The European Parliament rejected a global agreement against copyright theft on Wednesday, handing a victory to protesters who say the legislation would punish people for sharing films and music online.

The vote marked the culmination of a two-year battle between legislators who supported the Anti-Counterfeiting Trade Agreement (ACTA) and it's largely young, digitally savvy opponents.

Tens of thousands of activists held rallies across Europe in February to protest against the law, which they said would curb their freedom and allow officials to spy on their online activities. About 2.5 million signed a petition against ACTA.

European Parliament lawmakers voted against the agreement by 478 to 39 with 165 abstentions, meaning the proposed law will have to be renegotiated by the European Commission, the EU's executive.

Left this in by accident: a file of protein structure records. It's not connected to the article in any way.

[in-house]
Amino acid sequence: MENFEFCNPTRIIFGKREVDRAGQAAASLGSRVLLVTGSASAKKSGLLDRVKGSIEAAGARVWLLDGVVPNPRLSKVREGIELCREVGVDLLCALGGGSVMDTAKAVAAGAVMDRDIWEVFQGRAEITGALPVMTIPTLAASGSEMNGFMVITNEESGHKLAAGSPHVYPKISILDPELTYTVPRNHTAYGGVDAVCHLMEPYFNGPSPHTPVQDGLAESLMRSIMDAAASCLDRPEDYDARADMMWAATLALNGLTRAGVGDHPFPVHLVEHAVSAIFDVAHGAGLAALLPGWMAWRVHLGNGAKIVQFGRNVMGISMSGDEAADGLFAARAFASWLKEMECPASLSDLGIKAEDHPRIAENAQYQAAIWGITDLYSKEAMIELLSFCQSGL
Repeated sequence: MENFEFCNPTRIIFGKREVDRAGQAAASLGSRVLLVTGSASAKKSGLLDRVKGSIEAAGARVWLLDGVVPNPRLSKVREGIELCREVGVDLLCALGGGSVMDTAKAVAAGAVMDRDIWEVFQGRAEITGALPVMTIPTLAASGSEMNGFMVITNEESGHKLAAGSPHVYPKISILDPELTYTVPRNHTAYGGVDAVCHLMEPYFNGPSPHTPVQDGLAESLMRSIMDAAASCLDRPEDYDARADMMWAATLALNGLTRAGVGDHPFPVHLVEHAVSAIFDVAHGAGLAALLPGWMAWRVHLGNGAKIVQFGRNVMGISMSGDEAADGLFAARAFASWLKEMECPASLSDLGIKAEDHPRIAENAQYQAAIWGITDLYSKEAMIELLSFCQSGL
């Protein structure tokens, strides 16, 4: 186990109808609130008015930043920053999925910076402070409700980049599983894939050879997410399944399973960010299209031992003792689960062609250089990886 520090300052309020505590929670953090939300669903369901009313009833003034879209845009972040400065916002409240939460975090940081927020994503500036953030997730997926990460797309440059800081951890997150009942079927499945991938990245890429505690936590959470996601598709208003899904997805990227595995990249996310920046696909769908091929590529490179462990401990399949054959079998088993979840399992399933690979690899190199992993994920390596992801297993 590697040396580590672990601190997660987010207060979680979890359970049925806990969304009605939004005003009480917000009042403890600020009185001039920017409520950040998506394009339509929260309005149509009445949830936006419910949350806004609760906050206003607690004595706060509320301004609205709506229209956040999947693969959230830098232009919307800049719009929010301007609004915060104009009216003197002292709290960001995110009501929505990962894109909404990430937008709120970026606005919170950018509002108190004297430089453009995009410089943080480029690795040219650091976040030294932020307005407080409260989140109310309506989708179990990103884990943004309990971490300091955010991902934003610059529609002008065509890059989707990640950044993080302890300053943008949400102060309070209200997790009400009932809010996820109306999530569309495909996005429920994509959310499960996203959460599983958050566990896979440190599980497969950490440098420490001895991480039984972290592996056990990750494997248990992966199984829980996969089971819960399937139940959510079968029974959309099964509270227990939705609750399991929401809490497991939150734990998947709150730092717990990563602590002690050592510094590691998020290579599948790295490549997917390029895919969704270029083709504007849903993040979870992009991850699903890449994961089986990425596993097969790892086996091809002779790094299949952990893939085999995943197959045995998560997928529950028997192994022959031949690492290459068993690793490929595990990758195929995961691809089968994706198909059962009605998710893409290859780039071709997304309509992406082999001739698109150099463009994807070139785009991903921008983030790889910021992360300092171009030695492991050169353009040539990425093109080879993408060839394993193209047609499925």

European Parliament President Martin Schulz said in a statement after the vote that legislators were not against intellectual property rights but that ACTA left too much room for abuses and raised "concern about its impact on consumers' privacy and civil liberties, on innovation and the free flow of information".